Early, delayed, or absent. Does your period take you by surprise every month? With this comes the fear of pregnancy, if you are sexually active.
Although you cannot always blame pregnancy for your delayed or absent periods, it could be a possibility! Most women experience irregularities in their menstrual cycle, either due to health problems or lifestyle. Whatever the reason may be, irregular periods can mean a lot of worries. If you are getting worked up due to this, take a look at these common causes of irregular periods to help you normalize them.
1. Polycystic Ovarian Syndrome (PCOS)
Polycystic Ovarian Syndrome (PCOS) is a common hormonal condition that affects the functioning of the ovaries. Women with PCOS produce higher levels of a male hormone called androgen, which affects the development and release of the eggs from the ovary.1
As the mature eggs are not released from the ovaries, it affects your menstrual cycle, causing irregularities in your period. Excessive hair growth, weight gain, and acne are the other symptoms of PCOS. Doctors usually prescribe oral contraceptives to improve ovulation and menstrual regularity.2
2. Being Underweight Or Overweight
Maintaining healthy weight is essential for your overall health. But did you know that it could also affect the frequency of your period? When you are overweight or underweight, the estrogen levels in the body are affected.
Estrogen regulates your menstrual cycle. When you are underweight, there less estrogen produced in the body due to the lack of fat cells. Being underweight is associated with problems such as eating disorders, digestive disorders, and physical and mental illnesses, which can cause unintentional weight loss.
Although body fat is important for producing estrogen, excess body fat can do more harm than good. If you are overweight, you may experience irregular periods due to the elevated levels of estrogen that affect the release of eggs from the ovaries. Obese women sometimes experience heavy and painful periods, which often impacts their daily activities.3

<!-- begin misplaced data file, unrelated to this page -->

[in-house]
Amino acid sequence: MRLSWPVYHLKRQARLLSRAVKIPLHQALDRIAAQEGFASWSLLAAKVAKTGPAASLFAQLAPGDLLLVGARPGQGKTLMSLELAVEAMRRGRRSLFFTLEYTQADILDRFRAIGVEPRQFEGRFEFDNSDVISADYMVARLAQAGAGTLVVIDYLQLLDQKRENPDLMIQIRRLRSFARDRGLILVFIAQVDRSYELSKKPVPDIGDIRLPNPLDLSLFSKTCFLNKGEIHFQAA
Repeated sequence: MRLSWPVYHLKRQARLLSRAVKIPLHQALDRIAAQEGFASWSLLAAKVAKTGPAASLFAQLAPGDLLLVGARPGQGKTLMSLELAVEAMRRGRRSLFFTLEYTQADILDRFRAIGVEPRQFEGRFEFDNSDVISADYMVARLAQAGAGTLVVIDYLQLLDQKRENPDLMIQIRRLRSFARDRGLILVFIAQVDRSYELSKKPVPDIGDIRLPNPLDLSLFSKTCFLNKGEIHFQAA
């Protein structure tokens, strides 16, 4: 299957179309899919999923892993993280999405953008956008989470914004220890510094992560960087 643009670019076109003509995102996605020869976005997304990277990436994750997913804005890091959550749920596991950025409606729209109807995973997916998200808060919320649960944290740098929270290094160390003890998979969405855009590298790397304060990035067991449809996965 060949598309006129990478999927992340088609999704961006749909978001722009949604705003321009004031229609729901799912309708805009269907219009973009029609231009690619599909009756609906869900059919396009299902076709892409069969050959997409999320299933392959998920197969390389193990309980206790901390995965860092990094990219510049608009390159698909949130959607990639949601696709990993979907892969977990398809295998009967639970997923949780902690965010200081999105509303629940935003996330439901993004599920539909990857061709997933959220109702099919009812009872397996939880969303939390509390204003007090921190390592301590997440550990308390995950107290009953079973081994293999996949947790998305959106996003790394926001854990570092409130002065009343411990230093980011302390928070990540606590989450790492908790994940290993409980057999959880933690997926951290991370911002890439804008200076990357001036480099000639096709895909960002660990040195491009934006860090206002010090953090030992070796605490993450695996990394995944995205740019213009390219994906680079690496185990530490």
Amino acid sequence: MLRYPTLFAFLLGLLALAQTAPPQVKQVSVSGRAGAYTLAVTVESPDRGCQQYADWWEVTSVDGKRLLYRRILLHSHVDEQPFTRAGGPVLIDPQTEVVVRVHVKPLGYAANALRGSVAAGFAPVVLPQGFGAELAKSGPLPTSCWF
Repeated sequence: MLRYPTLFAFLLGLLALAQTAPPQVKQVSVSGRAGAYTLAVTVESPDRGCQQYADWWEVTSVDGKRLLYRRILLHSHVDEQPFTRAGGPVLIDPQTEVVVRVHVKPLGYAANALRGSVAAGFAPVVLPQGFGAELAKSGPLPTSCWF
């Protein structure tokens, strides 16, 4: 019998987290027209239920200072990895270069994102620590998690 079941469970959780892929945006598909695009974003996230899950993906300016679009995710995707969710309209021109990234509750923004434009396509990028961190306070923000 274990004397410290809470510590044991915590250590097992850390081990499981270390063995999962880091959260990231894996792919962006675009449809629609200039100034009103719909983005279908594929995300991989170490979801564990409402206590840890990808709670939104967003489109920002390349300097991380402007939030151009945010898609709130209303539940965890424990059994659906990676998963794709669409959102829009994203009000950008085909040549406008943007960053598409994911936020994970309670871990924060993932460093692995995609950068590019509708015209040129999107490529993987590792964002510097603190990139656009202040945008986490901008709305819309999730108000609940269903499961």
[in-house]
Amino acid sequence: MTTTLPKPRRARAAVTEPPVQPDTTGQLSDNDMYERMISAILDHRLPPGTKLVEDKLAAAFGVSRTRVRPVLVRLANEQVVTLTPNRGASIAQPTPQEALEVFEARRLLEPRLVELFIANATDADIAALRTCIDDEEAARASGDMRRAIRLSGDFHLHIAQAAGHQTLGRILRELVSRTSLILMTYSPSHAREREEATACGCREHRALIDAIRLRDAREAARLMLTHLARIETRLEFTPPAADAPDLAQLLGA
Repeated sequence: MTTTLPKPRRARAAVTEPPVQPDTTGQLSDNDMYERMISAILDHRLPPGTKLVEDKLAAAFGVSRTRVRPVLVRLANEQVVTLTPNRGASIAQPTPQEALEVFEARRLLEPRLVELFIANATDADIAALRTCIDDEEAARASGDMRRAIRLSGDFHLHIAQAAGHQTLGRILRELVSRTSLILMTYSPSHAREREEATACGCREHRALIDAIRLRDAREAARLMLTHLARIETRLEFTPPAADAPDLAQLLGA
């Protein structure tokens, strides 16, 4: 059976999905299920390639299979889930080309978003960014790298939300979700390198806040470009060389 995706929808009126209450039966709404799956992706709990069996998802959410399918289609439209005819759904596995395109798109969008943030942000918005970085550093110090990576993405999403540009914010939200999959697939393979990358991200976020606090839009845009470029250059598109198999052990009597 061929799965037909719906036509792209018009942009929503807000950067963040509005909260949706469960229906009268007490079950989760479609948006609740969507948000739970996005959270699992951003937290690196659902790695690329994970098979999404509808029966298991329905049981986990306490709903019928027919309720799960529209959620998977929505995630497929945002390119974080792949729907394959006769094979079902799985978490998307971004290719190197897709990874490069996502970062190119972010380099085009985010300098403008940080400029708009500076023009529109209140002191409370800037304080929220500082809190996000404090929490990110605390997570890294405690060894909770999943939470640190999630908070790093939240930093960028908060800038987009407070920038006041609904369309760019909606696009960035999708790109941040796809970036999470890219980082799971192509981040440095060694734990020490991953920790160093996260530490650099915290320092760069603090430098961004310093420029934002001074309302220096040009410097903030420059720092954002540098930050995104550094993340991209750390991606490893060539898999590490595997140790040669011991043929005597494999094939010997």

Stress, especially chronic stress can wreak havoc on your hormones. Cortisol, the stress hormone, impacts the production of estrogen and progesterone. This is the reason why too much cortisol in your body can result in changes in your menstrual cycle.
To avoid this, do yoga and meditation to help you reduce stress. They can not only help you relax and manage stress but also improve your overall health. Studies suggest that mindful meditation can lower cortisol levels in the blood, which reduces stress and the diseases associated with it.4
People use smoking as a way to cope with stress. However, it is neither a long-term stress reliever not the solution to your problems. Additionally, cigarette smoking is associated with irregular menstruation. It was found that women who smoked an average of 10 or more cigarettes per day had more irregular and shorter period cycles than non-smokers.5
4. Poor Diet
A diet rich in nutrients can keep you healthy and your cycle regular. Deficiency in essential nutrients such as vitamin D and vitamin E can lead to hormonal imbalance, which in turn affects the menstrual cycle. A diet rich in healthy fats such as nuts, seeds, oils, and fish can regulate your menstrual cycle. However, avoid processed foods, caffeine, and alcohol to normalize your period.